Clergy choose new patriarch for Holy Land

OCCUPIED JERUSALEM (AP) — The Greek Orthodox Church in the Holy Land elected a new patriarch on Monday to succeed their ousted leader, who fell from grace over a controversial East Jerusalem land deal.
The church’s Holy Synod elected Metropolitan Theofilos in a 14-0 vote.

Church rebels had dismissed Patriarch Irineos I earlier this year over the church’s leasing of prime property in East Jerusalem to groups interested in expanding the Jewish presence there. The long-term leases enraged the church’s predominantly Palestinian flock, which claims East Jerusalem as the capital of a future state.

World Orthodox leaders stopped recognising Irineos’ authority in May, but he continued to resist demands that he step aside, saying a former aide signed the leases without his knowledge. Irineos wasn’t immediately available for comment Monday on the election of his successor.

Atalla Hana, a senior cleric at the Jerusalem church, said Theofilos “vowed yesterday and today before the synod and the religious men of the church to return all the properties that were leased to Israelis.” An official biography of the new patriarch was not immediately available. Greek media have reported that Theofilos, the metropolitan of Tabor in Galilee, had served previously as a Greek Orthodox Church envoy in Qatar and reportedly has close ties to the Greek Orthodox leadership in the United States.

Theofilos also apparently has support from clerics still loyal to Irineos, which could have helped to bolster his credentials as a compromise successor.

Dozens of worshippers shouted “well deserved” when the synod elected him patriarch in the Church of the Holy Sepulchre, Christianity’s holiest shrine in Jerusalem.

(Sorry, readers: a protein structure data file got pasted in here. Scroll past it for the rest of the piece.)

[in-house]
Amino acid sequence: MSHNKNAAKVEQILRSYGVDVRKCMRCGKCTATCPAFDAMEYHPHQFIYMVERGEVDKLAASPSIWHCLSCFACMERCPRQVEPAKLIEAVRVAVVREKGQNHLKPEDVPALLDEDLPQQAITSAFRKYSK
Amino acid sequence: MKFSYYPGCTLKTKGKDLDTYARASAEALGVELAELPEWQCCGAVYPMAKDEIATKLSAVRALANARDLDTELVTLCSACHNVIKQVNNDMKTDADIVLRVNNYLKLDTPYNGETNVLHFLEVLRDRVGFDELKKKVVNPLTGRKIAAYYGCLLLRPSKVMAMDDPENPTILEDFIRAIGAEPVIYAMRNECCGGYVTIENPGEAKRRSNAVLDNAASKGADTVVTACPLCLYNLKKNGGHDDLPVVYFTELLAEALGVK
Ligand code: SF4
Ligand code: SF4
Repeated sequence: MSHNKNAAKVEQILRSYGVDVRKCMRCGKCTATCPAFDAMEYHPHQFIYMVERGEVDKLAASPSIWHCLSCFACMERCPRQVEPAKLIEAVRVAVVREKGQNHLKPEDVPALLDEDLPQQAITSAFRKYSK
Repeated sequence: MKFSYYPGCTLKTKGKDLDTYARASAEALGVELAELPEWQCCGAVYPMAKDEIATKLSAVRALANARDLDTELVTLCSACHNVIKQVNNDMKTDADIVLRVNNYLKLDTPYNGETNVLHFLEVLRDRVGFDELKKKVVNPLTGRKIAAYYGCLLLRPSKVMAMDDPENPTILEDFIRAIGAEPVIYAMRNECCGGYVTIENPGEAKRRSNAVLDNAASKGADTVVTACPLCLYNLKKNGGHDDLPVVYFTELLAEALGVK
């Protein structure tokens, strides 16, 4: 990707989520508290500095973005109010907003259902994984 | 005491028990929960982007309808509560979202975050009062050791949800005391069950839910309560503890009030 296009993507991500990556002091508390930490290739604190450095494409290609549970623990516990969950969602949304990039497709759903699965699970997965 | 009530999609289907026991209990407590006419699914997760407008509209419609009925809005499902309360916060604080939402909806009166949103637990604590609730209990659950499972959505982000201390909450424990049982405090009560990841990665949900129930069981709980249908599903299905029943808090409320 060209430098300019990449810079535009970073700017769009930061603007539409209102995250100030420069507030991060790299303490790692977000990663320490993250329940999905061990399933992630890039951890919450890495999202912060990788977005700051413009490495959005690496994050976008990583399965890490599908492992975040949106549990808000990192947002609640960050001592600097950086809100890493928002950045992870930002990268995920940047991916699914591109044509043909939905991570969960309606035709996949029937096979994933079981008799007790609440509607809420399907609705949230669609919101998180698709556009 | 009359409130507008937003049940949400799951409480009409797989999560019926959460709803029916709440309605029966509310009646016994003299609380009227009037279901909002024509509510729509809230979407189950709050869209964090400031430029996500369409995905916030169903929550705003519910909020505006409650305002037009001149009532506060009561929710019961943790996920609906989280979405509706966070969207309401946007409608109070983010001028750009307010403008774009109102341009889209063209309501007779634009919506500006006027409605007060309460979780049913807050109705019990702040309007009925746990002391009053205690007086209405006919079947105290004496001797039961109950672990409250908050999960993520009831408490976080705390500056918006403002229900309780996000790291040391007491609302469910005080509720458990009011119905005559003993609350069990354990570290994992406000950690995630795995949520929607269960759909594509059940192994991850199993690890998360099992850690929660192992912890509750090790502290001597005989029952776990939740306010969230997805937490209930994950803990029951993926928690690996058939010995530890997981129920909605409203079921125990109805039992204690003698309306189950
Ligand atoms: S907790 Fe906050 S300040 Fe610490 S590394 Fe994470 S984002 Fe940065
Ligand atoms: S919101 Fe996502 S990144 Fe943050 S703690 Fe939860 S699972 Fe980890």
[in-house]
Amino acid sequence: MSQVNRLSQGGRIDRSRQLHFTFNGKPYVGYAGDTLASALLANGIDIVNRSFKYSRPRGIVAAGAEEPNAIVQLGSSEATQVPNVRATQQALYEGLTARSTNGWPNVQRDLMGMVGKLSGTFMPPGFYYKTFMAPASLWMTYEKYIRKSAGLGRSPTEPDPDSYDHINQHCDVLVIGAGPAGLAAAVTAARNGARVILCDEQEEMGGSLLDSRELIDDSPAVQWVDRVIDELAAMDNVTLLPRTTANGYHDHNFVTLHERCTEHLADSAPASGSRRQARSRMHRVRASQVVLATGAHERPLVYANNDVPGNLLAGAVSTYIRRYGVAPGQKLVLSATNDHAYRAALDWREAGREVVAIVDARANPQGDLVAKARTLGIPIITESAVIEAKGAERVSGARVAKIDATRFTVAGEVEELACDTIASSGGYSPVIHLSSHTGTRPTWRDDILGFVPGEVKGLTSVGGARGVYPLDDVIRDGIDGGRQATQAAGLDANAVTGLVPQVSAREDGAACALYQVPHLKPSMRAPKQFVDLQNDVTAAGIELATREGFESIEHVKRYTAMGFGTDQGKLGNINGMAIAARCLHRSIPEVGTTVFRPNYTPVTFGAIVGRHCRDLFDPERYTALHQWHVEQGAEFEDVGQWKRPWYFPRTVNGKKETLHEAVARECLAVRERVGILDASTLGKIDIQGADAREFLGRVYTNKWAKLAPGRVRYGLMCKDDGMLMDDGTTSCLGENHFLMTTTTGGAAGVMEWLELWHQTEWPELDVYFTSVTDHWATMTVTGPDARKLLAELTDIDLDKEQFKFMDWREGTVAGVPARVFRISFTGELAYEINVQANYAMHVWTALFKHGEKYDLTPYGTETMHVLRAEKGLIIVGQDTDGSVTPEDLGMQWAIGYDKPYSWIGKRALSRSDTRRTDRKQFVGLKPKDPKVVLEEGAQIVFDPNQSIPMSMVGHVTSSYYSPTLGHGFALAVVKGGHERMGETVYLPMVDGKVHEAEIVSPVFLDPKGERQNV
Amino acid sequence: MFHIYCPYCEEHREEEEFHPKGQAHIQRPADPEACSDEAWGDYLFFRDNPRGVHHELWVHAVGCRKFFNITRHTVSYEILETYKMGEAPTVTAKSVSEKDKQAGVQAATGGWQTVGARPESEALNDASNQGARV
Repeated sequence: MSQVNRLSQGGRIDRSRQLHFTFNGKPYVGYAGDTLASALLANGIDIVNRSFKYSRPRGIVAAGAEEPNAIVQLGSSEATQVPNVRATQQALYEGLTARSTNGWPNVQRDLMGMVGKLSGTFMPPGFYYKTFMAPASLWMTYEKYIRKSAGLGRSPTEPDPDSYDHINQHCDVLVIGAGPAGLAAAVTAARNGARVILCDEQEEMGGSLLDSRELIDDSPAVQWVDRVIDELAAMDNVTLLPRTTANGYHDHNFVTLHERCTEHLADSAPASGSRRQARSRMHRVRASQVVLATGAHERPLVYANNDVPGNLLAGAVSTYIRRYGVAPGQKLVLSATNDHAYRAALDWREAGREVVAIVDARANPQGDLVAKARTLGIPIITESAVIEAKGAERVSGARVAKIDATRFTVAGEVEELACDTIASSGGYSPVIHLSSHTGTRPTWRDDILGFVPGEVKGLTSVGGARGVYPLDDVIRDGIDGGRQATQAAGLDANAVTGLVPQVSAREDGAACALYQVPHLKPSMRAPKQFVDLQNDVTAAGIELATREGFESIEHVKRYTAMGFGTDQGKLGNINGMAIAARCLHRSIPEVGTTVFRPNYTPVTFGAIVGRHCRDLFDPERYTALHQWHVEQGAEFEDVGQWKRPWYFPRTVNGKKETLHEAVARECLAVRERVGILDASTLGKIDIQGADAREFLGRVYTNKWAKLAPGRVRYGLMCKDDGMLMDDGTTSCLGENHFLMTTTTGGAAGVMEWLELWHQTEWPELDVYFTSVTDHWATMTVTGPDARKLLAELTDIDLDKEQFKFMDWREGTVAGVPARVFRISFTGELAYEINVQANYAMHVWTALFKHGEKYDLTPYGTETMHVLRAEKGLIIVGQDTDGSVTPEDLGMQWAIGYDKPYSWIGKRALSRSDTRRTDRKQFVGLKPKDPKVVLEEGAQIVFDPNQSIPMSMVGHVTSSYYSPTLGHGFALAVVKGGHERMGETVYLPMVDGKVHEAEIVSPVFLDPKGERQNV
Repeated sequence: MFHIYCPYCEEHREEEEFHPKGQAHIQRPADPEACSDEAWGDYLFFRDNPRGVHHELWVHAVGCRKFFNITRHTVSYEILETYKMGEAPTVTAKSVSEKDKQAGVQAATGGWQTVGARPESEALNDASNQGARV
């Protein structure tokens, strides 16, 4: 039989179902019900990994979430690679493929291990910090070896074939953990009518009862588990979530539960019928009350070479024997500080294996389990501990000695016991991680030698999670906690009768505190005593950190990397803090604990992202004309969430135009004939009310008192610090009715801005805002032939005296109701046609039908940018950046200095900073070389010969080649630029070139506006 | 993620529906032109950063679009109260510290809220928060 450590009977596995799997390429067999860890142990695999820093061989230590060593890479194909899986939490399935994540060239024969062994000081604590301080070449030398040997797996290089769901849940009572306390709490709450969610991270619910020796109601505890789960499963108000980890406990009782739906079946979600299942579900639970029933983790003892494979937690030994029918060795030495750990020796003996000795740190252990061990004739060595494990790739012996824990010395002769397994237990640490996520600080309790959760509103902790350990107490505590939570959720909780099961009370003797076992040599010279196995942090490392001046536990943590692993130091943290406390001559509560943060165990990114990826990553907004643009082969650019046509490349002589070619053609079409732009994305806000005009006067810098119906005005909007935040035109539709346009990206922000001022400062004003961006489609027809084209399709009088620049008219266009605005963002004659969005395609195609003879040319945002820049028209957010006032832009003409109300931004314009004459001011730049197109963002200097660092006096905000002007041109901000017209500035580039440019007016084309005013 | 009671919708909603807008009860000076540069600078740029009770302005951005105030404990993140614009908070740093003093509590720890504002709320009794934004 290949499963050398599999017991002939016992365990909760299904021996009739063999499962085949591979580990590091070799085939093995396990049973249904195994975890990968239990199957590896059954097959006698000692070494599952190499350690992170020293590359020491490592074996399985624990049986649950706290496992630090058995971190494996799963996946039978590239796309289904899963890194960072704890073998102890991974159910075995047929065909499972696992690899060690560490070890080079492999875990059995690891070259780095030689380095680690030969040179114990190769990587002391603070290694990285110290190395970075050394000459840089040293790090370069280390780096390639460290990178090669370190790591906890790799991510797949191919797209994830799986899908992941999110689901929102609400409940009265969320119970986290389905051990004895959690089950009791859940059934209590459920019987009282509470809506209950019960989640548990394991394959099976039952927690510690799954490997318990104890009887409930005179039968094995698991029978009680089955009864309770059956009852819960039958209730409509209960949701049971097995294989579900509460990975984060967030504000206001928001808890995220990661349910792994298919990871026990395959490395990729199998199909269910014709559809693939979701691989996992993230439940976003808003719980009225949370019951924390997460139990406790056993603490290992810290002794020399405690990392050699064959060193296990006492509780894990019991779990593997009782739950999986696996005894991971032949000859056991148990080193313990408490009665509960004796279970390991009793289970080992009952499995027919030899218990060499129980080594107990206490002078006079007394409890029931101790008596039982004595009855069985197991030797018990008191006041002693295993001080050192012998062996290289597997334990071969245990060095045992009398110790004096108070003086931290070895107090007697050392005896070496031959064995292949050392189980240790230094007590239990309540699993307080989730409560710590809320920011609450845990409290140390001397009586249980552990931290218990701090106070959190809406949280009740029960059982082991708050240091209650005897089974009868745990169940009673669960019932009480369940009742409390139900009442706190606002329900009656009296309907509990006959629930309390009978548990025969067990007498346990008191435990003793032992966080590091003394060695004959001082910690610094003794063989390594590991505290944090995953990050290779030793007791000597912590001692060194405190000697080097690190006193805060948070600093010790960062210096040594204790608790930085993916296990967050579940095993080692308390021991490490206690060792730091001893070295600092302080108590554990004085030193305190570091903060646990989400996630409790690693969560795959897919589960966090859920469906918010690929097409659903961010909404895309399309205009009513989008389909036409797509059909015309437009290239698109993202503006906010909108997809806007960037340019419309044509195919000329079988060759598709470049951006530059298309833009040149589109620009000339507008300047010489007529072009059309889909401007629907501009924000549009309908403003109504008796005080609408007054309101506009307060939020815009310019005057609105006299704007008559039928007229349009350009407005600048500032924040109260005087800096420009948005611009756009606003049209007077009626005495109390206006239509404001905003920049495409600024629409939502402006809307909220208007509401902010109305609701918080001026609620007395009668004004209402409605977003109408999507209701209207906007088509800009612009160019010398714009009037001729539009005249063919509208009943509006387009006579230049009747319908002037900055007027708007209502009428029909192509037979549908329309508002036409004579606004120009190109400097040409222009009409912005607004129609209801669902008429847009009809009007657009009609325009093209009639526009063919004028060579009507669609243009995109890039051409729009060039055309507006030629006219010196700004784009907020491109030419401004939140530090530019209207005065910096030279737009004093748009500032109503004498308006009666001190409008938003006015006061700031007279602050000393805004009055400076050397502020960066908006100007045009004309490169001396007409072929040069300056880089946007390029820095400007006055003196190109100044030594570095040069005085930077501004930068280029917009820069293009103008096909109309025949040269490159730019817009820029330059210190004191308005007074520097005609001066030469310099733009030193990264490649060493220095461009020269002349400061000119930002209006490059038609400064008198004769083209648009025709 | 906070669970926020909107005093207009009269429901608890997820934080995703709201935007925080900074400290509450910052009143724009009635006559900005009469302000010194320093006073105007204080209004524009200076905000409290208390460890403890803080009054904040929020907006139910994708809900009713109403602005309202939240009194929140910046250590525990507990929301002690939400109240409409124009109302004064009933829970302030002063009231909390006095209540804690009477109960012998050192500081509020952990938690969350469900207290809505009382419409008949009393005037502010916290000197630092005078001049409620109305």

Under church law, any new patriarch must be approved by the three governments under whose jurisdiction the church’s flock lives. The Palestinian Authority and Jordan have recognised Irineos’ dismissal, but Israel has not.

Israeli government officials said they had not yet adopted a position regarding the election of Theofilos. Israel has said in the past it would not work with Irineos’ replacement.

Asked what the church would do if Israel refused to do business with Theofilos, Hana said the church was not interested in Israel’s position on the new patriarch.

Jordanian lawmaker Audeh Quwas, who was closely involved in investigating the Irineos affair, said Jordan’s approval of Theofilos’ election was all but assured.

“It is only protocol that Jordan’s blessing must be given for completion of the process,” Quwas told the Associated Press.

He called on the new patriarch “to reverse the mistakes of Irineos, and this means going to court” to overturn the property leases, Quwas said.

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